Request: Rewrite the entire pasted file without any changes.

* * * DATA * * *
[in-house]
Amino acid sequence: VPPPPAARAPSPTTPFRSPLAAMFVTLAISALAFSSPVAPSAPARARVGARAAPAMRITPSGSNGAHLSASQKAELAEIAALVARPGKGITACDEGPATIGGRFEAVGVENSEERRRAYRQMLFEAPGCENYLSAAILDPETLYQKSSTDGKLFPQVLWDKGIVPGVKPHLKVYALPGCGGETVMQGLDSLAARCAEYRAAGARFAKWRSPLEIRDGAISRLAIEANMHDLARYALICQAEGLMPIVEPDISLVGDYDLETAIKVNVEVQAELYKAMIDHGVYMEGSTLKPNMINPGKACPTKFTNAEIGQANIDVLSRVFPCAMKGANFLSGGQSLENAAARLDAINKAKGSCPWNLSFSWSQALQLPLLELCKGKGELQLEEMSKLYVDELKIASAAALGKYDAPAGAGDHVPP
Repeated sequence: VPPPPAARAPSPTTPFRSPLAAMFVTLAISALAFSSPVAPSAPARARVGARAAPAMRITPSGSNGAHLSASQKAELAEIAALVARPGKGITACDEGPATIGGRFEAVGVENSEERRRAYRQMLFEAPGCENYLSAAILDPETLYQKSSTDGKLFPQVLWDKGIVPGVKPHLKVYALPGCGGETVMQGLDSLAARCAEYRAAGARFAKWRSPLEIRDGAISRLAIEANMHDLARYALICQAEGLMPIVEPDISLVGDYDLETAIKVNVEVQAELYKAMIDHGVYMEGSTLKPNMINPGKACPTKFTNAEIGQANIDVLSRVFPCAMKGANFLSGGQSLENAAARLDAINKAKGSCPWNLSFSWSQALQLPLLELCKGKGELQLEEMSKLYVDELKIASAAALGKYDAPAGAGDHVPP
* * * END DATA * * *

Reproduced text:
[in-house]
Amino acid sequence: VPPPPAARAPSPTTPFRSPLAAMFVTLAISALAFSSPVAPSAPARARVGARAAPAMRITPSGSNGAHLSASQKAELAEIAALVARPGKGITACDEGPATIGGRFEAVGVENSEERRRAYRQMLFEAPGCENYLSAAILDPETLYQKSSTDGKLFPQVLWDKGIVPGVKPHLKVYALPGCGGETVMQGLDSLAARCAEYRAAGARFAKWRSPLEIRDGAISRLAIEANMHDLARYALICQAEGLMPIVEPDISLVGDYDLETAIKVNVEVQAELYKAMIDHGVYMEGSTLKPNMINPGKACPTKFTNAEIGQANIDVLSRVFPCAMKGANFLSGGQSLENAAARLDAINKAKGSCPWNLSFSWSQALQLPLLELCKGKGELQLEEMSKLYVDELKIASAAALGKYDAPAGAGDHVPP
Repeated sequence: VPPPPAARAPSPTTPFRSPLAAMFVTLAISALAFSSPVAPSAPARARVGARAAPAMRITPSGSNGAHLSASQKAELAEIAALVARPGKGITACDEGPATIGGRFEAVGVENSEERRRAYRQMLFEAPGCENYLSAAILDPETLYQKSSTDGKLFPQVLWDKGIVPGVKPHLKVYALPGCGGETVMQGLDSLAARCAEYRAAGARFAKWRSPLEIRDGAISRLAIEANMHDLARYALICQAEGLMPIVEPDISLVGDYDLETAIKVNVEVQAELYKAMIDHGVYMEGSTLKPNMINPGKACPTKFTNAEIGQANIDVLSRVFPCAMKGANFLSGGQSLENAAARLDAINKAKGSCPWNLSFSWSQALQLPLLELCKGKGELQLEEMSKLYVDELKIASAAALGKYDAPAGAGDHVPP